Back when Saratoga Springs’ Arts Center was still the public library, I remember piling into a room one evening with a bunch of families and watching The Black Stallion on one of those rickety, old-school projectors. The late great film critic, Roger Ebert, may have cooed about it in his four-star review—but it scared the living crap out of me! (I think it was the storm scene.) That’s just one of many Hollywood films that have made horses into stars. Here are the five (well, technically eight) most iconic horses in cinematic history, according to saratoga living.
The Horse Of A Different Color – The Wizard Of Oz (1939)
How can you not include The Horse of a Different Color from the Emerald City scene in the Oscar-winning Wizard Of Oz? According to film lore, the scene required multiple horses, each of which was given its own coat of a color powder made largely of Jell-O. Director Victor Fleming eventually got his shot, but not before the horses tried licking themselves clean!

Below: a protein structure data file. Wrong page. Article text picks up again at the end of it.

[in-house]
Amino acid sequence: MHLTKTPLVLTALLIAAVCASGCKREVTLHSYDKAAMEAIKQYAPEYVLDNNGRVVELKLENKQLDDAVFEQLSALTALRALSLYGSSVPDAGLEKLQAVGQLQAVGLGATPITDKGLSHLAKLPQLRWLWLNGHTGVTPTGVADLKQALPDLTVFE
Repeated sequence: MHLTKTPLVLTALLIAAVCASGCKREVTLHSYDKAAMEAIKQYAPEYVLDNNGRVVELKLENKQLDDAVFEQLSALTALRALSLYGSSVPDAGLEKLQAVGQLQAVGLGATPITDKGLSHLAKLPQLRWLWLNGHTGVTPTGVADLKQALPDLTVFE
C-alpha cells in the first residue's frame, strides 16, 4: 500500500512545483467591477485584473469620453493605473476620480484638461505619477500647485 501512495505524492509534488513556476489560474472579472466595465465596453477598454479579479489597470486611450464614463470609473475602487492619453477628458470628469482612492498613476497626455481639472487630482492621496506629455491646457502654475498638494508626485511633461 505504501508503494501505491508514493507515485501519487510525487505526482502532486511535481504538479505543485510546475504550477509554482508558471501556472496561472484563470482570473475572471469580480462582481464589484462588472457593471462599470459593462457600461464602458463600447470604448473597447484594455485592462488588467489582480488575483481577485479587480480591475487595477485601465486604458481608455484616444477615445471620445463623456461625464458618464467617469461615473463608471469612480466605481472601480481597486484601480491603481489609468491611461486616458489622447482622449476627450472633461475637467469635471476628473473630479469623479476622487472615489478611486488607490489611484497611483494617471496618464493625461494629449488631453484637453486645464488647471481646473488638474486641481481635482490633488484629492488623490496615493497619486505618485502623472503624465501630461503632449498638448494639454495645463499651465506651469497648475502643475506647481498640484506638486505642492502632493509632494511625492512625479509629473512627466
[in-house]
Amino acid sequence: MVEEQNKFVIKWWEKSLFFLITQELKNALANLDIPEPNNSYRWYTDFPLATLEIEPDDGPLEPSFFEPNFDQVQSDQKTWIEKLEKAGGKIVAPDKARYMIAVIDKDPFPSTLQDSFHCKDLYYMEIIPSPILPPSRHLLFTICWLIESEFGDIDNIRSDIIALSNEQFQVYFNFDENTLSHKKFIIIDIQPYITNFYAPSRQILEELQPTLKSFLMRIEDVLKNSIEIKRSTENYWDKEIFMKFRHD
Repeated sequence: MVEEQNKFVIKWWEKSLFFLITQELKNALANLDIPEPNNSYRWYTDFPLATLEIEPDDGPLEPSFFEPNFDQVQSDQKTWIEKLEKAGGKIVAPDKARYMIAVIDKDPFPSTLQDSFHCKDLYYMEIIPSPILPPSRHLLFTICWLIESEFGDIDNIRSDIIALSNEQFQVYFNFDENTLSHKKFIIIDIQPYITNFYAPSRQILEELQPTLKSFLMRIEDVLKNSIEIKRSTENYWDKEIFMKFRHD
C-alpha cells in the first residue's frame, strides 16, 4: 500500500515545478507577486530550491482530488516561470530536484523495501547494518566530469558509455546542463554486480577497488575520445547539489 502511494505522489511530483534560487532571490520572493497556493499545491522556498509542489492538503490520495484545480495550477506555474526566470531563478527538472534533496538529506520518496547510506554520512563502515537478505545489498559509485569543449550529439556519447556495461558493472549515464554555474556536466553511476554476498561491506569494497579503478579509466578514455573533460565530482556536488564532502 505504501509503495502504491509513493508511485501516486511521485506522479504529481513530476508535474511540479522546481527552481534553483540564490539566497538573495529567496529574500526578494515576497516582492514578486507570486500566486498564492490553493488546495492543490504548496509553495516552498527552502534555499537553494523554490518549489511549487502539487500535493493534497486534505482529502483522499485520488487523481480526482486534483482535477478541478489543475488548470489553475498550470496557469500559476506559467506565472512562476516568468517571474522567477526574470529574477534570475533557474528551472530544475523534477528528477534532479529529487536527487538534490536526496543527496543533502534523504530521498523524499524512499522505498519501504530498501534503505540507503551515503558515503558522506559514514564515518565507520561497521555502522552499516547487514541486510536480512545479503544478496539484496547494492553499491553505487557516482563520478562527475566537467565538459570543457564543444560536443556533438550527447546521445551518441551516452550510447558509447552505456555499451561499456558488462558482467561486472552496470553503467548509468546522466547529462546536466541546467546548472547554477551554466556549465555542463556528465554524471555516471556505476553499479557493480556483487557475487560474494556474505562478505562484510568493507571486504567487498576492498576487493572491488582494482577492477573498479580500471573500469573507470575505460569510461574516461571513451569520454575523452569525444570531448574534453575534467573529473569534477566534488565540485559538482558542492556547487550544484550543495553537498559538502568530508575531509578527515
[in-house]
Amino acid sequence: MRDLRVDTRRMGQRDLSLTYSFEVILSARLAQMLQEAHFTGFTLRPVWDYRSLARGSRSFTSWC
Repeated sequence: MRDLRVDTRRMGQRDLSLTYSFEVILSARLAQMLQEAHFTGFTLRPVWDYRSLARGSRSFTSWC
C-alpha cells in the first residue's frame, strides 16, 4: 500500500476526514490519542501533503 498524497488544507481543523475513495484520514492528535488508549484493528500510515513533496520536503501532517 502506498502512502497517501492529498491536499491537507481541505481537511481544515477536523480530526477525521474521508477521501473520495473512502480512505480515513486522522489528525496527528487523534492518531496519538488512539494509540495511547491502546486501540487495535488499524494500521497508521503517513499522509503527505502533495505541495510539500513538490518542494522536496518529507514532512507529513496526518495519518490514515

Antares, Rigel, Altair and Aldebarán – Ben-Hur (1959)
OK, so Charlton Heston got four horses for the price of one—but he needed them all to pull off the climactic chariot sequence in 1959’s epic Ben-Hur, which won an astonishing 11 Academy Awards. And if you’re wondering, in the majority of the scenes, that’s actually Heston steering the chariot. It took him weeks to master the feat.
Zip Cochise – El Dorado (1967)
Any movie that stars John Wayne, Robert Mitchum and James Caan is bound to be gold, but major props (no pun intended) have to be given to the horse Wayne rides in on, an Appaloosa (or spotted breed) that went by the name of Zip Cochise.
The Black Stallion – The Black Stallion (1979)
That movie about a boy stranded on a desert island with a big, black horse that frightened the younger version of me? The star of the show was a horse named Cass Ole, a Texas-bred Arabian stallion that won more than 50 championships in his horse show career. He was so good, he starred in the inevitable sequel.
Seabiscuit – Seabiscuit (2003)
Unlike The Black Stallion, it required ten horses to “play” Seabiscuit in the eponymous 2003 film (portions were shot in Saratoga Springs, by the way). And work-wise, it wasn’t all that strenuous a role, as none of the horses ever had to race past three furlongs (0.38 miles). Talk about an easy gig.